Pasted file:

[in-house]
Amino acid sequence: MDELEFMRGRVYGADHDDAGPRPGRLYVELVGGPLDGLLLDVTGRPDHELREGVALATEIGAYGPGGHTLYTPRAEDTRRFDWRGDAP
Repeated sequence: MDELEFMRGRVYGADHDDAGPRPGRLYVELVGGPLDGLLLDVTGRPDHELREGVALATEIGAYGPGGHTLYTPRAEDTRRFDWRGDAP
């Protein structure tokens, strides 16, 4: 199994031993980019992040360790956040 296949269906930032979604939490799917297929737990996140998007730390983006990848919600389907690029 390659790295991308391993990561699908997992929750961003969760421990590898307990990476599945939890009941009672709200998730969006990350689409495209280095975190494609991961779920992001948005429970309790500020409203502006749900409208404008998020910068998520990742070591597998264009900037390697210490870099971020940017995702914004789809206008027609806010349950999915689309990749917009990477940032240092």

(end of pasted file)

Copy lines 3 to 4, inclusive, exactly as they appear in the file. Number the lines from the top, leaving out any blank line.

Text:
Repeated sequence: MDELEFMRGRVYGADHDDAGPRPGRLYVELVGGPLDGLLLDVTGRPDHELREGVALATEIGAYGPGGHTLYTPRAEDTRRFDWRGDAP
């Protein structure tokens, strides 16, 4: 199994031993980019992040360790956040 296949269906930032979604939490799917297929737990996140998007730390983006990848919600389907690029 390659790295991308391993990561699908997992929750961003969760421990590898307990990476599945939890009941009672709200998730969006990350689409495209280095975190494609991961779920992001948005429970309790500020409203502006749900409208404008998020910068998520990742070591597998264009900037390697210490870099971020940017995702914004789809206008027609806010349950999915689309990749917009990477940032240092």